Time Masters – Rene Laloux – 1982



1982’s Time Masters marked the collaboration of two artistic giants, Jean Giraud and Rene Laloux. Giraud had been lauded for his work in Heavy Metal and his design work in Alien, and Laloux had made what is considered a masterpiece of science fiction, Fantastic Planet. Together these gentlemen, (along with novelist Stefan Wul who also wrote the novel Fantastic Planet was based on), would craft a stellar science-fiction children’s tale that is both thoughtful and heart warming. It is also crazy weird and tons of fun!

The film begins with a child stranded on a hostile planet with nothing left to his aid but a communicator. This radio allows him contact to his father’s friend Jaffar, many galaxies away. Piel, the child, does not understand how this contact works but the people on Jaffar’s ship are challenged with helping a kid survive on a hostile planet from a trillion miles away.

The planet Piel lands on is amazingly designed. The swaying and swooping plants are colorful and otherworldly. His alien experience is ours and the originality of the designs begs for our response to such an environment. Worse/better, our proxy on this other world is an innocent child, so our investment level is high. We worry about his welfare on this dangerous planet. The planet is called Perdide, or Perdition.

Jaffar must stop on the way and wait for some planetary alignment before he can continue after Piel. On the planet he stops lives an old man with vast personal knowledge of Perdide. This Old Man offers to help the folks find the boy.

Jaffar is on his ship with his lady friend, the old man, and a stowaway prince who ripped off his kingdom and paid Jaffar for a ticket to anywhere.  Also, there are these amazing characters that are gnomes, little robot looking fairies that fly around and get drunk on the emotions of others. I love the idea of super-empath gnomes and these guys are beautifully articulate and provide much of the comic relief in a Guildenstern and Rosencrantz sort of way.

A word about the planet Jaffar stops on. It’s practically Naboo from the Star Wars new trilogy. The designs here, the waterfront temple stuff, it is all here. Even the watercraft is the same. I’m just saying, Giraud does great work here that GL ripped off.

Back on the ship, the old man has taken up the mic and his helping Piel through the woods. He directs him to drink some mildly sedative berry juice and plays him a banjo song! The design of this scene is cool as well, as the old man sits on a glass floor with fish swimming around underneath while he picks and grins. As Jaffar presses him about the safety of the berry juice the old man tells him, “Believe me, I know from experience!”

Piel meets a funny creature and yells into its butt. The Suessian centaur picks up Piel and puts it astride it and they march through the forest. But before long Piel and his new friend are separated. He is alone again when the shitty prince begins to guide him to the lake and tell him to swim to the middle of the lake in an attempt to drown the kid. I guess this dickhole thinks that if the kid is dead they won’t go to Perdide anymore, but Jaffar catches him and throws his ass in the brig. Then after a long argument about the nature of values and concepts the gnomes decide to release the doomed prince to the one of the weirdest planets ever.  Gamma 10.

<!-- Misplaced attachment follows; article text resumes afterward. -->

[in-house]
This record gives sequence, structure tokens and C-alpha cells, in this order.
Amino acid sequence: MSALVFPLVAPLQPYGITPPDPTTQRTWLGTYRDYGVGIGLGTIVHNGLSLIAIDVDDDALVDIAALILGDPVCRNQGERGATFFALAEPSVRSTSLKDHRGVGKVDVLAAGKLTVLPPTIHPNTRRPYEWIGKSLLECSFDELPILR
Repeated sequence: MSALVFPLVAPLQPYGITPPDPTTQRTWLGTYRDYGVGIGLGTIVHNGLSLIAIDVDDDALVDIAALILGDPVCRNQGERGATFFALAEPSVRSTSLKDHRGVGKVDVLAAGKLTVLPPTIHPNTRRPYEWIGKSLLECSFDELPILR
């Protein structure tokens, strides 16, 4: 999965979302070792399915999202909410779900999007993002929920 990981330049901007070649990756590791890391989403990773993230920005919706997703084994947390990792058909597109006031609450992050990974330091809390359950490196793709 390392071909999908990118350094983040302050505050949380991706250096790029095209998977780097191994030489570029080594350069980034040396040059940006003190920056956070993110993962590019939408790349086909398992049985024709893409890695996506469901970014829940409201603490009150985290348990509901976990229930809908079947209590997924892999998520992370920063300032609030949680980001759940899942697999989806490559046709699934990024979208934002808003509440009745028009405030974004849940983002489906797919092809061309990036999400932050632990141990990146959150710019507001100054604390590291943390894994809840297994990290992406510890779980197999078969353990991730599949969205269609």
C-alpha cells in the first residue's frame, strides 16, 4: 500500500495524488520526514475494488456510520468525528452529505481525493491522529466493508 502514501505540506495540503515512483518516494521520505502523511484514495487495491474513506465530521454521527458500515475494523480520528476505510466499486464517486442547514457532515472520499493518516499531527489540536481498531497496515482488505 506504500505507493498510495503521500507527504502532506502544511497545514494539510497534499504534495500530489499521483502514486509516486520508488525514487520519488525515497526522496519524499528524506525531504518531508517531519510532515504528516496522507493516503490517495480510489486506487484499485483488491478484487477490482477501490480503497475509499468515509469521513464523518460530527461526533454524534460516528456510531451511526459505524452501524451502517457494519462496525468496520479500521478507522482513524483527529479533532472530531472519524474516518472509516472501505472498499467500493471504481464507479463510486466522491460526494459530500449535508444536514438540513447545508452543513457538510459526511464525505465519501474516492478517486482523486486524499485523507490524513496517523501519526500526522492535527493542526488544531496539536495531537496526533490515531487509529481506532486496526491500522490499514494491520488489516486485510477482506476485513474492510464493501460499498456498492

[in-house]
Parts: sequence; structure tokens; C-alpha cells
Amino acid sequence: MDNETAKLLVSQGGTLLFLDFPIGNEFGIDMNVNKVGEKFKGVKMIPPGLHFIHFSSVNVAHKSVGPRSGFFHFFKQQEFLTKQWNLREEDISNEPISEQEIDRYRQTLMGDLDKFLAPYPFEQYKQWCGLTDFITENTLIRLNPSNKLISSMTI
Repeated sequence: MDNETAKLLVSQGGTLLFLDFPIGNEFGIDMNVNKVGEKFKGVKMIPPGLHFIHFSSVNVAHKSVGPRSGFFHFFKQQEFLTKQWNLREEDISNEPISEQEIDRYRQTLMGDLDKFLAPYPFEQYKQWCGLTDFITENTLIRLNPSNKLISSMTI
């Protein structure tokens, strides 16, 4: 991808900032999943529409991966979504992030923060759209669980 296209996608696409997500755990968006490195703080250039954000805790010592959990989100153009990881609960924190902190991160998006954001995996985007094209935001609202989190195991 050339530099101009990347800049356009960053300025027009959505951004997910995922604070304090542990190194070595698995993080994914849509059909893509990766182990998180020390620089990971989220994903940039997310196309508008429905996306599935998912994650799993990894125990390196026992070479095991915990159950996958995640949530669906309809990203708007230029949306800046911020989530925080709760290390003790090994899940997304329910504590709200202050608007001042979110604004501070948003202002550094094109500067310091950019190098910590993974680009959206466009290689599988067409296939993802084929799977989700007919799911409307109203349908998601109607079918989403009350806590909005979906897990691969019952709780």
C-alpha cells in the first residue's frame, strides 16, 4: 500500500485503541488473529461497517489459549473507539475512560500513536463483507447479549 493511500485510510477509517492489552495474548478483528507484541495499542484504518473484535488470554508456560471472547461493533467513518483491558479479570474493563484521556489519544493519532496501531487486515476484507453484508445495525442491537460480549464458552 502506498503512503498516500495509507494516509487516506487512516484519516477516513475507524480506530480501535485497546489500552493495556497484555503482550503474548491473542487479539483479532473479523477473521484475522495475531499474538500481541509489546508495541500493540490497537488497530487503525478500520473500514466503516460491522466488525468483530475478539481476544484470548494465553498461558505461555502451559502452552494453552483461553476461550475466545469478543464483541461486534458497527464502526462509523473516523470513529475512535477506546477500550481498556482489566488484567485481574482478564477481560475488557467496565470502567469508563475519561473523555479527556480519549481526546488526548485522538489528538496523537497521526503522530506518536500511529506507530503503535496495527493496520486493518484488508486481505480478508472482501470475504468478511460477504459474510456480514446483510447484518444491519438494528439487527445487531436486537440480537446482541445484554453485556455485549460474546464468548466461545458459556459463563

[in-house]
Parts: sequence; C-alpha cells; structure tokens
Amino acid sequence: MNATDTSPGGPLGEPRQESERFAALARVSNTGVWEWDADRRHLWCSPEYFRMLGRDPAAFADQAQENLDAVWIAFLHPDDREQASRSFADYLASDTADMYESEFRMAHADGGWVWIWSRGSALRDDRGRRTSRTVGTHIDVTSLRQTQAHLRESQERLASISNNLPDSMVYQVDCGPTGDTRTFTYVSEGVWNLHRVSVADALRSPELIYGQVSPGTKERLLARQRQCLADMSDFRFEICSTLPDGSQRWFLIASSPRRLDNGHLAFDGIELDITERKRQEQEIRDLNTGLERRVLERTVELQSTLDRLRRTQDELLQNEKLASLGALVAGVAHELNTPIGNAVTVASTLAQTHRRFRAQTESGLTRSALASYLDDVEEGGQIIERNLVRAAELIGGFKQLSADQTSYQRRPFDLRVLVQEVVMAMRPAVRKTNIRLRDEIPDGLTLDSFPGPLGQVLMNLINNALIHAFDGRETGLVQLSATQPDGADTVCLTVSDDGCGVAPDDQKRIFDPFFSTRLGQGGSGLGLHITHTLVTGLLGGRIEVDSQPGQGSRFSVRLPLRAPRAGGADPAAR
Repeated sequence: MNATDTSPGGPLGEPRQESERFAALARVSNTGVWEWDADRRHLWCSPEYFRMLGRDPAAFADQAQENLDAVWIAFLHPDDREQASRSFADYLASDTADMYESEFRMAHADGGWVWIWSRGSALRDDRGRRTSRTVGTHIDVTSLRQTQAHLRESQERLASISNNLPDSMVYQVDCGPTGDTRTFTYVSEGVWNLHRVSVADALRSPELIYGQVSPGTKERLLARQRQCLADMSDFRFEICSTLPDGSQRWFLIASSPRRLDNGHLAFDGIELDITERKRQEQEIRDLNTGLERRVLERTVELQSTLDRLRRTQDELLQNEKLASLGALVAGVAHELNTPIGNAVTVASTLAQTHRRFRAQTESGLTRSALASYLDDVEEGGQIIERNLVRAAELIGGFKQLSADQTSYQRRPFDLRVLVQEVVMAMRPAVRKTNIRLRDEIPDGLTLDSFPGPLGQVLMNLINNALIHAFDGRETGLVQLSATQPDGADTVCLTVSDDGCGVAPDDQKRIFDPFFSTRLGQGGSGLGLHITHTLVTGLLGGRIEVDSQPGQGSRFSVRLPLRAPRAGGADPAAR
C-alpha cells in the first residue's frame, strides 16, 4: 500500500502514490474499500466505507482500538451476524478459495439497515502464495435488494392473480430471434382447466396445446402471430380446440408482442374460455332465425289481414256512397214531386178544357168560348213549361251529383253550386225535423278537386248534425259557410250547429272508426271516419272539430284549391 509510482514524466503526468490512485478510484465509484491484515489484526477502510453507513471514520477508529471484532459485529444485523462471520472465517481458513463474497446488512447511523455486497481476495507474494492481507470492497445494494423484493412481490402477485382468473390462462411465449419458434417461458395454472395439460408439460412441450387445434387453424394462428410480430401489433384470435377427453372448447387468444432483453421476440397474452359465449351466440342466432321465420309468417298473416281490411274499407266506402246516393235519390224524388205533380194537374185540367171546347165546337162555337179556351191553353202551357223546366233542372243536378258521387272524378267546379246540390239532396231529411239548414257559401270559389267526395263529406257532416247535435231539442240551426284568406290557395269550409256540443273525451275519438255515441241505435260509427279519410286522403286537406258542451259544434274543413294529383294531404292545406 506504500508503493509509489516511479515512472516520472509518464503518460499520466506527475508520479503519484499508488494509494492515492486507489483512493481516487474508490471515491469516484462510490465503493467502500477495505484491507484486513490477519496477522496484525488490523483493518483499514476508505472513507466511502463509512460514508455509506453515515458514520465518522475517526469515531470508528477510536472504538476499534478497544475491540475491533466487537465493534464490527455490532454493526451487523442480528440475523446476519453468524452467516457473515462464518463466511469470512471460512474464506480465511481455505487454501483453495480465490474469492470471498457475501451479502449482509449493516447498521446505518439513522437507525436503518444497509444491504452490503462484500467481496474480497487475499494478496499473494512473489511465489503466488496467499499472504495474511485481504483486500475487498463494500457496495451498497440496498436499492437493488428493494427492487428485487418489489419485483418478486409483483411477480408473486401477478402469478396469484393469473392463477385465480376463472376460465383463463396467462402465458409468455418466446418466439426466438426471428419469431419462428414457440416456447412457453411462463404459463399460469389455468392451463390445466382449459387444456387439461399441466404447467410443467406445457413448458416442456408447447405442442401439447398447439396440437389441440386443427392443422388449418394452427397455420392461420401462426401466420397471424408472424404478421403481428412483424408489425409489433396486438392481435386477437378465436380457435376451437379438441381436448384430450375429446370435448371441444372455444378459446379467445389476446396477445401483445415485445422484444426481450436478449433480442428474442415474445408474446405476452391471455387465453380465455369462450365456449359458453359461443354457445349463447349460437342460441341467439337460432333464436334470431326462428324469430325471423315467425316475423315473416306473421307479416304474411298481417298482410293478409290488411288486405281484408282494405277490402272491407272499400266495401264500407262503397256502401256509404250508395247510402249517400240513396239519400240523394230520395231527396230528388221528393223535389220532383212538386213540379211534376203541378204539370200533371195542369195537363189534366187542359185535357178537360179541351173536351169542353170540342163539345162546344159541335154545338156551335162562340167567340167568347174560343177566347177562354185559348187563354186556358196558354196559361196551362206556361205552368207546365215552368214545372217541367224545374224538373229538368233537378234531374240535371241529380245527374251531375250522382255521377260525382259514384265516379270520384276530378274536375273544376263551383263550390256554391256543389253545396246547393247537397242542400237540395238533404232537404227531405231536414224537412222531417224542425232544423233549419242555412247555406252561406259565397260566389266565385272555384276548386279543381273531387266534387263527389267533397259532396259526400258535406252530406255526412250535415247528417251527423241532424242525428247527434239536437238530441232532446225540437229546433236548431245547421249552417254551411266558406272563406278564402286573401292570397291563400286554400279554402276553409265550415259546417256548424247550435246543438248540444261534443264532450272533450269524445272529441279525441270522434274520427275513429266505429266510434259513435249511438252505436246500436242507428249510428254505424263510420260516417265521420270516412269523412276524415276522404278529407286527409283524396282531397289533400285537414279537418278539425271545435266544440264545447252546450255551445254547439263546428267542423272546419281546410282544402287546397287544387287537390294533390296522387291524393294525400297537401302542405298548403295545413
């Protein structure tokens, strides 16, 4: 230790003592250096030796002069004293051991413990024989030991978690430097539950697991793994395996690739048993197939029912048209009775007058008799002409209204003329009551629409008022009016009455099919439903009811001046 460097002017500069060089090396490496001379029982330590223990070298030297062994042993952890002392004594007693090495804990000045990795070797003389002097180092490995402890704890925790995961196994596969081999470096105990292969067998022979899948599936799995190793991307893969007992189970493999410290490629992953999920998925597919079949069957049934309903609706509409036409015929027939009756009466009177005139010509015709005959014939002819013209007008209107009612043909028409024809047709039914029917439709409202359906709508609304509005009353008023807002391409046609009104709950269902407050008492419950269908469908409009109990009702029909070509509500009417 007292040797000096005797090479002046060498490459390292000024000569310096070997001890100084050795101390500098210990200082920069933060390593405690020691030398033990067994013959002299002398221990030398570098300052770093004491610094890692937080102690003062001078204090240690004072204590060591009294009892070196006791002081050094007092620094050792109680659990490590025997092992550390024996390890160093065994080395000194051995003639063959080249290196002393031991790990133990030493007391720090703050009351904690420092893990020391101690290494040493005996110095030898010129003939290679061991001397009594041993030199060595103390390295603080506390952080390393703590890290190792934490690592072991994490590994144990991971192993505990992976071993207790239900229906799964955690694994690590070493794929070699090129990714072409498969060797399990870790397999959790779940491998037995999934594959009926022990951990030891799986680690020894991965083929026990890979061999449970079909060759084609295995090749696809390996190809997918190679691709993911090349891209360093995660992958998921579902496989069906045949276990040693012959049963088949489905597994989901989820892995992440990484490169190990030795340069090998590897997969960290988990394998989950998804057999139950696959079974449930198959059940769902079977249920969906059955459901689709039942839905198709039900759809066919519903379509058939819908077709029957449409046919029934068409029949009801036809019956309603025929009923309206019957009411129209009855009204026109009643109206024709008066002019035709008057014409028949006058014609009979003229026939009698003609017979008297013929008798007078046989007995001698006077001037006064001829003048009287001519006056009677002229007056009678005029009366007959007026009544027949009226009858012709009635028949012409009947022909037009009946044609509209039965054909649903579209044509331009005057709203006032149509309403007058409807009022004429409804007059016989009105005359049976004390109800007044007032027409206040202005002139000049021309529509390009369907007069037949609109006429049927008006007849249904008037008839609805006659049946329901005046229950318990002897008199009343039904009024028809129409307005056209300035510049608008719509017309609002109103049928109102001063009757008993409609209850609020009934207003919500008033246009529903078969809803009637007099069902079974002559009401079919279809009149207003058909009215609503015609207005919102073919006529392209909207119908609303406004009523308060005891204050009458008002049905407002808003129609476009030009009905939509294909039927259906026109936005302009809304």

See, the gnomes shot Ol’ Princey down to Gamma 10 sure that he would be destroyed by the incredible psychic presence they felt and defined as “Pure Thought”. Only Jaffar thought the Prince was escaping so he chased after him like a fool. The subtext here is rich and I believe it to read that self-righteous actions lead to dangerous grounds of ideology. The inhabitants of Gamma 10 are faceless white Angels who preach unity and sameness. They take capture Jaffar and the prince and take them inside a crazy hive temple thing to feed them to a blob of protoplasm, that “thought” the gnomes were so fearful of.

The prince sacrifices himself and the gnomes help Jaffar escape. It is interesting that the film redeems the evil prince and even promotes self-sacrifice, two notions associated with Christianity, however he uses them as a mode of battle against same-thinking or autonomy. I like to think of Time Masters as the anti-Avatar. Allow me to elaborate.

In Avatar, those cat-giants plug their braids into the ground and animals creating a seamless organic network. Cameron creates an organic analog for what is technological autonomy. Social Networking becomes the hive mind, and Avatar cleverly disguises that “plug-me-in” mentality as something organic. On Gamma 10, once the prince defeats the blob of pure thought, all of those plugged in revert from blank faced angels into a host of alien and human individuals. One film represents a value of individuality over a vacuous host, and another preaches unity and oneness in a glamorous and sexy way.

Overtly satirical aside aside, the plot returns to our lost little boy, Piel. Piel is confronted by a legion of hornet creatures larger than a man. They attack and sting him.

Meanwhile the most stunning revelation of all has come. The old man has died as they arrive at the planet where they are to rescue Piel. The Time Masters purchased the planet. Their unique ability allows them to throw planets back in time and have them be developed and habitable for when they move in. Just as Piel would be killed a man rescues him. He lives a full life and has become the Old Man! The Old Man is Piel! No wonder he could help the kid with such personal knowledge of Perdide! It was he, talking to himself!

I’m not sure about the science of the movie, but the heart is more than in the right place. Great characters, great locations and design and a great adventure make up what I consider Rene Laloux’s masterpiece. Great for kids from 8 to 80!


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